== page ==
CHARLESTON, W.Va. - Fitch Ratings on Wednesday affirmed its high ratings on more than $900 million in state-backed bonds, saying the state's well-managed finances and ample reserves put West Virginia on good footing for paying back its debts.
The New York-based ratings agency said it is maintaining its 'AA ' rating on the state's $487.9 million general obligation bonds, and also kept its 'AA' rating on the $433.7 million in appropriation-backed bonds issued by the state Economic Development and School Building authorities.
Both ratings place the bonds in investment grade territory and are an indication of very high credit quality. According to Fitch's ratings scale, the rankings "indicate very strong capacity for payment of financial commitments" and are "not significantly vulnerable to foreseeable events."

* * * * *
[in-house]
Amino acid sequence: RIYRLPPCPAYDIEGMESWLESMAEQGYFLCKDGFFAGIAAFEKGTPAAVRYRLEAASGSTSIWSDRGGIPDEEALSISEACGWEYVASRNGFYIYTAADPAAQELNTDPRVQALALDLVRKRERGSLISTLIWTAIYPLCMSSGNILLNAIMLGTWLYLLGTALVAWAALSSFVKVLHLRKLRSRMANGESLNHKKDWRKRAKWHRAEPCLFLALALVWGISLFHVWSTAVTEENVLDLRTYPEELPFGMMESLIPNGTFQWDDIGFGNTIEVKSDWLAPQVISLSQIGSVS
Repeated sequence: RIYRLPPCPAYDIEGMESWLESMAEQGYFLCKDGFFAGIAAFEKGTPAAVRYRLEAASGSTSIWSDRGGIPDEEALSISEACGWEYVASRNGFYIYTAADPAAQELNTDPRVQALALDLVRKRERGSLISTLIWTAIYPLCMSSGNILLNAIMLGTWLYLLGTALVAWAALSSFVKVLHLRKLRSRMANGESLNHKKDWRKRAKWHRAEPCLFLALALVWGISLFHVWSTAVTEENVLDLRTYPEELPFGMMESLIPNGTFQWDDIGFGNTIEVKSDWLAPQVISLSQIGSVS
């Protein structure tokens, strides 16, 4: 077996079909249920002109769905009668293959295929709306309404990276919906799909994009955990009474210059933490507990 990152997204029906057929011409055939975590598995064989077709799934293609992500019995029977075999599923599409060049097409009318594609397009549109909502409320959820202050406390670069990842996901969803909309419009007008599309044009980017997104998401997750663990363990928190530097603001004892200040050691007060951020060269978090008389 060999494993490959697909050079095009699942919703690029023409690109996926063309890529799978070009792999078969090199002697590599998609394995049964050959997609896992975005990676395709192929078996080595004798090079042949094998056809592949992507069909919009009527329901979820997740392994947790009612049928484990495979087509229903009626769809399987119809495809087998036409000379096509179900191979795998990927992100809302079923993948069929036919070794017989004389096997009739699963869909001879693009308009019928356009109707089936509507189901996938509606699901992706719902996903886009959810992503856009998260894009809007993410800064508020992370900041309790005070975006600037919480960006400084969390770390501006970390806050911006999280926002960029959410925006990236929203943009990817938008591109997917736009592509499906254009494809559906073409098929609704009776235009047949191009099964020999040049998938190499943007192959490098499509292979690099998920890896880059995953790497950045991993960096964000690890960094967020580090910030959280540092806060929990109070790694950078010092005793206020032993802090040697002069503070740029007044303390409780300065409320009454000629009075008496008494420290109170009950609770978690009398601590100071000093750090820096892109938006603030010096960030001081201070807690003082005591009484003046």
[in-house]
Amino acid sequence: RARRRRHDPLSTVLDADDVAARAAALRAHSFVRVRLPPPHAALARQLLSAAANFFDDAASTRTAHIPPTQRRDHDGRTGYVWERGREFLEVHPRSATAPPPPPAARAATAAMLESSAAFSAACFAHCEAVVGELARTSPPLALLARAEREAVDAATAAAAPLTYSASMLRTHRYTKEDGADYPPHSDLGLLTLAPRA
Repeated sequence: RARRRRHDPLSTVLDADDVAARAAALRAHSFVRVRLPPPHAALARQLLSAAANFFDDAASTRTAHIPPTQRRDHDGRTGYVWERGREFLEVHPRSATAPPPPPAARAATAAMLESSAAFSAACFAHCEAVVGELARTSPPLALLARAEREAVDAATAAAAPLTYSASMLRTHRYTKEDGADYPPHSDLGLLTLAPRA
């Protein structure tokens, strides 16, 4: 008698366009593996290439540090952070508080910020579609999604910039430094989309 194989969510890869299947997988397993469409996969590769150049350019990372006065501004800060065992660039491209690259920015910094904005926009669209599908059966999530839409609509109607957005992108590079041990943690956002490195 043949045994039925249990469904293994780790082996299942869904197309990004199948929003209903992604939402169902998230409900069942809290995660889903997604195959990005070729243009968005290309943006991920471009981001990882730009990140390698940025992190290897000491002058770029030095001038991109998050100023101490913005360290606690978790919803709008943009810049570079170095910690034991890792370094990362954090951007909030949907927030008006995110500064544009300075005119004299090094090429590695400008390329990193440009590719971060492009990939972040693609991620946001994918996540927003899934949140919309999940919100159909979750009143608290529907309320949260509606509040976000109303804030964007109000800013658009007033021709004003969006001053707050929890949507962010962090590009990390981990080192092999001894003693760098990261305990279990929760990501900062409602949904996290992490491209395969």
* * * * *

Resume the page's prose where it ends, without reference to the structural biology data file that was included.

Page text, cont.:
In addition to the ratings, Fitch also said its ratings outlook for the state remains stable -- an indication that the ratings are not likely to change in the near future.
The ratings firm cited the state's well-managed financial operations, sizable reserves and manageable debt and pension liability position to support the high ratings.
While it noted that tax revenue suffered somewhat over the last fiscal year, the agency said Gov. Earl Ray Tomblin's efforts to enact 7.5 percent budget cuts at most agencies without tapping the state's Rainy Day Fund supported its ratings outlook.
"The state's focused and disciplined efforts to address its accumulated financial challenges have supported generally successful financial operations," the agency said in its ratings announcement.
"The governor's broad powers to cut spending aided the state in addressing the revenue shortfalls," the report said.
Tomblin lauded Fitch decision in a statement released Wednesday afternoon.
"This is a direct result of the hard work the State has put forth to keep our financial house in order," he said. "West Virginia's solid commitment to addressing its financial obligations, such as our retirement systems and other post-employment benefits (OPEB), shows rating agencies that we pay our bills and honor our debts."